Goals are easy but SA needs to get real when it comes to action

Issue: Students’ Association held a goal making session April 15.


The elections are now long over and the new Students’ Association Senate, President and executive board have been sworn in. A new wind is blowing. A new vision has begun or as they might say, change is in the air. Except it’s not. 

A goals discussion dominated the new SA Senate’s first full meeting April 15 and the most that can be said for much of the discussion is, “haven’t we heard this all before.” Indeed the vast majority of the goals discussed were focused on things that are either old hat or simply can’t be impacted by SA at all. 

That is, oddly enough, nothing new to SA. Every year, the student senate holds a goal setting session and without fail, the same topics get discussed and almost nothing happens.

The most prominent of the old topics is the Wellness Center expansion, a plan that has been on the books since the building was built five years ago. The expansion’s biggest hurdle is funding. Regardless of how big the building is or when it actually gets done, the funding will have to come almost entirely from students in the form of an increase in the General Activity Fee. Also, there is really no way to prevent the Wellness Center or Union budgets from competing with student organizations because students chose to pay for it by raising the GAF before the Wellness Center was built. 

It’s also important to note that SA only gets to recommend GAF budget items by the BOR and SDSU President David Chicoine’s good graces. At SDSU, the SA has significant influence over almost a third of the money generated by the GAF. That’s something to be proud of, to be sure — but it also comes with all the headaches produced by a budget that big. (See the story about budget issues in last week’s Collegian.)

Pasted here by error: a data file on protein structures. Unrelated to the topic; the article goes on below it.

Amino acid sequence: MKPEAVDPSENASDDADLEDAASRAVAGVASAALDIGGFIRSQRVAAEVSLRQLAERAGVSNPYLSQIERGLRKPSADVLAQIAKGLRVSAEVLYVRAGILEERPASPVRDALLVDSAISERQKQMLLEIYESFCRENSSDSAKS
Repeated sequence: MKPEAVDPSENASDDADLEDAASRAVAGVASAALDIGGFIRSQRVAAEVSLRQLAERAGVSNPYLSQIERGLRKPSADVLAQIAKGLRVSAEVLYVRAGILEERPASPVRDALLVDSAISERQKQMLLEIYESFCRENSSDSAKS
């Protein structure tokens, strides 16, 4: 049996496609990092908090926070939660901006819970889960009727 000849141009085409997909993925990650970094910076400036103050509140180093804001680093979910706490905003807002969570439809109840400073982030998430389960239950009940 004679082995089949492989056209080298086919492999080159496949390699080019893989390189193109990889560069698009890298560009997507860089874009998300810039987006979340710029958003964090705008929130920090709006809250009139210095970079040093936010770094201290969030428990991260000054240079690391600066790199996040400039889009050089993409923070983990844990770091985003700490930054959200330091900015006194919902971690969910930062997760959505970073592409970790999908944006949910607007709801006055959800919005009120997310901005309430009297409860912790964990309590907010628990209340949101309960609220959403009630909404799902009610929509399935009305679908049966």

A favorite talking point in these parts is communication, so it was little surprise when the debate turned to how to spread the messages of SA. Again, another issue that’s always talked about and never fixed. We’ve discussed this at length in the past so we won’t go into it further now but it underscores the broader point: for every goal discussed, there was no talk about how to achieve it.

As it turns out, making a list of goals is incredibly easy. Achieving those goals is incredibly hard — especially if those goals are unrealistic in the first place. For example, asking businesses around Brookings to take Flex dollars — another goal brought up April 15 — isn’t going to happen. Flex dollars essentially belong to Aramark once you pay for them: you just have the “privilege” to choose which Aramark establishment you spend them in. If we’re throwing out ideas that will never happen, maybe SA should propose to get rid of Aramark. Now that would be something! 

Every member of SA needs to take a long hard look at their goals, pick one or two that might have a chance of being achieved and then make a plan to do so. That is what has been lacking over the last few years.

We have one request of this year’s Senate: Please go out and talk to constituents, aka the students in your college. And those people need to be students that are outside your friends or your fraternity or your classes. The same rule goes for at-large senators. Do that and communication issues will solve themselves.


 Stance: Students’ Association needs to set realistic goals and make a plan to achieve those goals.